The Passion Conversation

Love your customers? Engage them passionately? Heady stuff, wouldn’t you say? Especially when it’s advice coming from your typical marketing firm. But this is Brains on Fire and they ain’t typical. This advice is directly from their new book: The Passion Conversation.

Right click to see the word of mouth marketing  book

My good friend John Moore is one of the co-authors of the book and he asked if I would participate  in a Virtual Book Tour for The Passion Conversation. It’s a deep dive into the emotions of word-of-mouth marketing, most likely deeper than you are accustomed to from the slate of social media books on the market.

After I read the book, I fired these questions off to John:

Can any business be made talkable, or is a business just naturally talkable? Are there some businesses that just are not worthy of conversation? How do you know?

John Moore: I contend nearly every business category is talkable. However, for some business categories it’s much more difficult to get talked about. Academics have noted that brands used in public are inherently more talkable than those used in private. Seeing someone walking down the street holding (and thus, visually showing) a Starbucks cup is more likely to spark a conversation than toilet paper you use in the guest bathroom of a friend’s house.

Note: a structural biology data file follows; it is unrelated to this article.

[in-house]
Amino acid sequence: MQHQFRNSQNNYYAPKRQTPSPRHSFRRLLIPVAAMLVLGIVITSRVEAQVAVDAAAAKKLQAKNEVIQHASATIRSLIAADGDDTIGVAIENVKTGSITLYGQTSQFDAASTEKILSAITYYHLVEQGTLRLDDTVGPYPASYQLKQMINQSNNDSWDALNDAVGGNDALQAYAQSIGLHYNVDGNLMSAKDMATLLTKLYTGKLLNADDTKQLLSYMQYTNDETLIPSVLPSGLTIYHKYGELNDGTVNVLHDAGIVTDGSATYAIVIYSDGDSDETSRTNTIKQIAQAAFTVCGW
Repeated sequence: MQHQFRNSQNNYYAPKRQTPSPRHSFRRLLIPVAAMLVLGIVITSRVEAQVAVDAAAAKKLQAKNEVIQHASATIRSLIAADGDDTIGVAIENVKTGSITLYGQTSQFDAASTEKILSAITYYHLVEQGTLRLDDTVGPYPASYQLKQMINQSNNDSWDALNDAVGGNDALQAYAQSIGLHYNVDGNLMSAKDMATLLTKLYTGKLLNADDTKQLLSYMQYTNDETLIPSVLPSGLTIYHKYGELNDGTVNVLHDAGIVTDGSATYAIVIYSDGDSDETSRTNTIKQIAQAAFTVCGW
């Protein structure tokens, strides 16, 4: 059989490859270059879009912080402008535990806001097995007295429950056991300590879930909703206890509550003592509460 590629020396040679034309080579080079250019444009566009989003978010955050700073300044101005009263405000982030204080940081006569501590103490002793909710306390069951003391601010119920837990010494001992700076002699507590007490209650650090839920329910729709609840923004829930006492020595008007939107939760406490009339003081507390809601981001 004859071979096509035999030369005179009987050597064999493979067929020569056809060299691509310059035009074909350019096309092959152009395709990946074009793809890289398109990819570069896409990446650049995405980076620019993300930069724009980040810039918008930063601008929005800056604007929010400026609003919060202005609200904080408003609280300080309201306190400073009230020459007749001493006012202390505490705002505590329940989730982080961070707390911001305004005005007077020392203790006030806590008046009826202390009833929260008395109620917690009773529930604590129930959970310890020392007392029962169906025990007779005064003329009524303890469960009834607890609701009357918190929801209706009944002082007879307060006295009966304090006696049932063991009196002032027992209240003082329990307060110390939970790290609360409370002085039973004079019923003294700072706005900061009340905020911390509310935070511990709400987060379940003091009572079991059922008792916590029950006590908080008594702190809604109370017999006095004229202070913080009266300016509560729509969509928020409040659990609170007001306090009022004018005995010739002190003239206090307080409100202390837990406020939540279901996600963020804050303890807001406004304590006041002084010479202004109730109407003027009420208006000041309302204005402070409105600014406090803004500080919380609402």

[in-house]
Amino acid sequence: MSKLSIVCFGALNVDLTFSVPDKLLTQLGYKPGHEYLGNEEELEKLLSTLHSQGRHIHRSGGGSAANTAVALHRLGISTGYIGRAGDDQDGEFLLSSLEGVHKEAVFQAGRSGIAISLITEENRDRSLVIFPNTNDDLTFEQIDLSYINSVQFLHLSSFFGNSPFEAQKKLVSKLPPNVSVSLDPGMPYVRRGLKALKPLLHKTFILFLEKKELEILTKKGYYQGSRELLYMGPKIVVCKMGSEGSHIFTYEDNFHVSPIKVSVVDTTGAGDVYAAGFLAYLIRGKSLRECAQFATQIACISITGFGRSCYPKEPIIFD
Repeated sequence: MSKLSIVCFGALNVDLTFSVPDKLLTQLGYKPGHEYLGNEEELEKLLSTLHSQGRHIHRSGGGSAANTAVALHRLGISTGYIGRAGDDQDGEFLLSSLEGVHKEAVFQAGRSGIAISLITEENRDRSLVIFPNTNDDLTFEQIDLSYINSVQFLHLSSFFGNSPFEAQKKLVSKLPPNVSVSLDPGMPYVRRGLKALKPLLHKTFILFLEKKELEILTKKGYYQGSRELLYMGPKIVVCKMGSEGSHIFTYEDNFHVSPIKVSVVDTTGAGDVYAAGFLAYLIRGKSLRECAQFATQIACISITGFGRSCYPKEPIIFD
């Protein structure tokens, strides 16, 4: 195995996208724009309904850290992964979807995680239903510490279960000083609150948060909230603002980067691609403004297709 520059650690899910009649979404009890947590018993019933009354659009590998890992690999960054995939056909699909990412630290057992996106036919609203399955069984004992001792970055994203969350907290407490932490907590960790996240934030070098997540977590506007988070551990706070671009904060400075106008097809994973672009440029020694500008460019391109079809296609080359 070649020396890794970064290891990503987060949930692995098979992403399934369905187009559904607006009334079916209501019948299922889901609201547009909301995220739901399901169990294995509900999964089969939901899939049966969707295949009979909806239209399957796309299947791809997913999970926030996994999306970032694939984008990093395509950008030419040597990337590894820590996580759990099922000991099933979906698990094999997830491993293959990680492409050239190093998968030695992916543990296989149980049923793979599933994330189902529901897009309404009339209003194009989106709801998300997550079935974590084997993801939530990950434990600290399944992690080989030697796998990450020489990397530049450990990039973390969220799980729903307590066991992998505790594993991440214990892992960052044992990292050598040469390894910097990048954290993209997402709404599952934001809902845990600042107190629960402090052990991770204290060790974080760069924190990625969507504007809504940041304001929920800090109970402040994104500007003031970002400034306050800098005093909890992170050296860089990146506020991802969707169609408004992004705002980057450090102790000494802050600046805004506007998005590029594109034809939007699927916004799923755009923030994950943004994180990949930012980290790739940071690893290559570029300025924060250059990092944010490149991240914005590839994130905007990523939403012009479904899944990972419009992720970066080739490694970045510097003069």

However, toilet paper can be talkable. Charmin has for years made toilet paper talkable through its now-classic pop-up restrooms dealio in Times Square during the Holidays and through its “Sit or Squat” clean restroom finder mobile app.

How can we find what’s talkable about our business?

John Moore: One place we recommend in the book is to learn (or in some cases, relearn) the Founder’s Story of how and why the business you work for began. Almost always there is a story to be found that that shows how the company founder set out to make meaning in the lives of customers rather than to start a business that just makes money. We have a whole “Passion Exploration” exercise in the book where we walk you through the importance of learning the “Founder’s Story.”

You do a great job of defining and explaining the different types of conversations. Now that we understand, how do we use that knowledge to start conversations for our business?

John Moore: A Functional conversation about brands is one that’s factual, nuts & bolts stuff. Usually this conversation starter is best to spark with current customers so they can explain to their friends how a product/service works.

When someone showcases his or her uniqueness to others visually and publicly, that’s a Social word of mouth conversation starter. We see this happen all the time online through social media with friends who socially signal their uniqueness by publicly checking in at swanky restaurants and sharing their latest vacation adventures with status updates. This also happens offline in the real world. Think about people carrying around their reusable Whole Foods shopping bag. That simple act socially signals to people that they are a Whole Foods shopper and that association conveys something to people, which can lead to a word of mouth conversation.

People engage in emotional conversations about brands because they spark strong emotions ranging from love & hate to shock & awe to giggles & glares. Brands that invoke strong emotions are more likely to spark word of mouth conversations.